Social service intervention has been used as strategies in solving the problem of Anorexia in adolescents. Most of the patients with eating disorders are being presented first in primary care. While those that are suffering from Anorexia are being referred to the secondary concern, in most cases, it is in the mental health services. In there, there are also services offered involving the eating disorder specialist and general psychiatric services. Perhaps, there is patchily distribution of specialist dealing with the eating disorder. In contemporary society, most Anorexia patients are treated on an outpatient basis only a few receive inpatient treatment which also varies from one patient to another. Besides, the objective of medical admission might be to achieve successful progress towards recovery. Inpatient services are offered in general medical hospitals while an outpatient is usually within the psychiatric hospital. Entries of Eating disorder patients are preferred to be done in hospitals where the staff is more experienced in treating the disorder.

In summary, mental health diseases are highly subjective. Anxiety is depicted as usual in human beings although it can become a significant cause of the tremendous suffering that millions of people in the world undergo. It is shocking to discover that a teenager is subjected to physical abuse by the family and they are not saying anything about it, Vanoma’s niece requested for discretion. Stress should be avoided as it is the primary cause for mental health disorder as stated by Segal & Smyer (2018); hence, counseling sessions should be adapted to assist in minimizing stress in human life.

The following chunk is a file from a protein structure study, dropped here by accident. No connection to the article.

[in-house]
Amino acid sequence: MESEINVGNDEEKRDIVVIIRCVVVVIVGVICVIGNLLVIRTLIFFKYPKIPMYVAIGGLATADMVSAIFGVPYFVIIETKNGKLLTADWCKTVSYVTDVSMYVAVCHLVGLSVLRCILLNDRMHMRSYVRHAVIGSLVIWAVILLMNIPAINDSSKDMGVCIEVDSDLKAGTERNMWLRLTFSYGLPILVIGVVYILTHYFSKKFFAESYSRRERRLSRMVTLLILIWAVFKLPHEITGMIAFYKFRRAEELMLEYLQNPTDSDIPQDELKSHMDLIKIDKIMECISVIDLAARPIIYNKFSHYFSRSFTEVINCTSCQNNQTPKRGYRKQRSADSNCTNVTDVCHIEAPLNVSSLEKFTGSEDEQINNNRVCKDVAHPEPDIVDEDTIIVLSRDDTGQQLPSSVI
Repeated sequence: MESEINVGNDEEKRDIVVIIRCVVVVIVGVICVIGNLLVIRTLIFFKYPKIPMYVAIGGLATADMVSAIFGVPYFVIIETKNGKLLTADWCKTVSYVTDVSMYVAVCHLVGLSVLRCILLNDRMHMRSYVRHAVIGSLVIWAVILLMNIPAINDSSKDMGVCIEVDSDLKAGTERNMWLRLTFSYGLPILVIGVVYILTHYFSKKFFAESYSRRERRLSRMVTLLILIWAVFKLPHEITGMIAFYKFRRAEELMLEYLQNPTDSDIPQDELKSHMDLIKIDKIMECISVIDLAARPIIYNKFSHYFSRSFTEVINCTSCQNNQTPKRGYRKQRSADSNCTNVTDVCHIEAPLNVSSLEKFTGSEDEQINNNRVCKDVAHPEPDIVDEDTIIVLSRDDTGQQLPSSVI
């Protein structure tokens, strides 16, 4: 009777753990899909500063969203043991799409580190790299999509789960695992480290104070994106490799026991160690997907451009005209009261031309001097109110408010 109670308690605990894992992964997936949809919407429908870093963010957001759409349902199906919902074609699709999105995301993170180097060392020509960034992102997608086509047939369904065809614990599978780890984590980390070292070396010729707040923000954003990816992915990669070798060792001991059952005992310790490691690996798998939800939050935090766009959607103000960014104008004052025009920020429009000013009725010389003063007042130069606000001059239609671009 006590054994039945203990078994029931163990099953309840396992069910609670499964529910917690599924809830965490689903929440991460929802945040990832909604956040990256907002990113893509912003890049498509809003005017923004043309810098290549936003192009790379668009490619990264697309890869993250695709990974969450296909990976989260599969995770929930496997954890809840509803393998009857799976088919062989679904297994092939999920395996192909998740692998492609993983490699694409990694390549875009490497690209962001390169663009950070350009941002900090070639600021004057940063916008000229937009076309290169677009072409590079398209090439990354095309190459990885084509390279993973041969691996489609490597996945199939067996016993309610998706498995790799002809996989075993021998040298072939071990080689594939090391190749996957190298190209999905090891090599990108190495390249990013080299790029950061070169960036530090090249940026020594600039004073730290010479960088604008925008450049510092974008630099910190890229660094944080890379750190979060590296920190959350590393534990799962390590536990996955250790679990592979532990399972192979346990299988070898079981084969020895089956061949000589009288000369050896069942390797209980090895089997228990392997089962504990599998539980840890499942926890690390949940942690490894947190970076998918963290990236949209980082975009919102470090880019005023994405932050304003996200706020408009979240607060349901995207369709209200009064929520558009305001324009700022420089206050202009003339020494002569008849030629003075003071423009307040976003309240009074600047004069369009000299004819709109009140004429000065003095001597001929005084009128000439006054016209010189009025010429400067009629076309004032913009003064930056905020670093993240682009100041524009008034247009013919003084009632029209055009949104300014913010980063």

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Reference

  • Brownell, K.D. and Walsh, B.T. eds., 2017. Eating disorders and obesity: A comprehensive handbook. Guilford Publications.
  • Ágh, T., Kovács, G., Supina, D., Pawaskar, M., Herman, B.K., Vokó, Z. and Sheehan, D.V., 2016. A systematic review of the health-related quality of life and economic burdens of anorexia nervosa, bulimia nervosa, and binge eating disorder. Eating and Weight Disorders-Studies on Anorexia, Bulimia and Obesity, 21(3), pp.353-364.
  • Fischer, M.S., Baucom, D.H., Kirby, J.S. and Bulik, C.M., 2015. Partner distress in the context of adult anorexia nervosa: The role of patients' perceived negative consequences of AN and partner behaviors. International Journal of Eating Disorders, 48(1), pp.67-71.
  • Leehr, E.J., Krohmer, K., Schag, K., Dresler, T., Zipfel, S. and Giel, K.E., 2015. Emotion regulation model in binge eating disorder and obesity-a systematic review. Neuroscience & Biobehavioral Reviews, 49, pp.125-134.
  • Lock, J. and Le Grange, D., 2015. Treatment manual for anorexia nervosa: A family-based approach. Guilford Publications.
  • Rohde, P., Stice, E. and Marti, C.N., 2015. Development and predictive effects of eating disorder risk factors during adolescence: Implications for prevention efforts. International Journal of Eating Disorders, 48(2), pp.187-198.
  • Segal, D.L., Qualls, S.H. and Smyer, M.A., 2018. Aging and mental health. John Wiley & Sons.
  • Smith, V., Chouliara, Z., Morris, P.G., Collin, P., Power, K., Yellowlees, A., Grierson, D., Papageorgiou, E. and Cook, M., 2016. The experience of specialist inpatient treatment for anorexia nervosa: A qualitative study from adult patients’ perspectives. Journal of Health Psychology, 21(1), pp.16-27.
  • Townsend, M.C. and Morgan, K.I., 2017. Psychiatric mental health nursing: Concepts of care in evidence-based practice. FA Davis.
  • Worden, J.W., 2018. Grief counseling and grief therapy: A handbook for the mental health practitioner. Springer Publishing Company.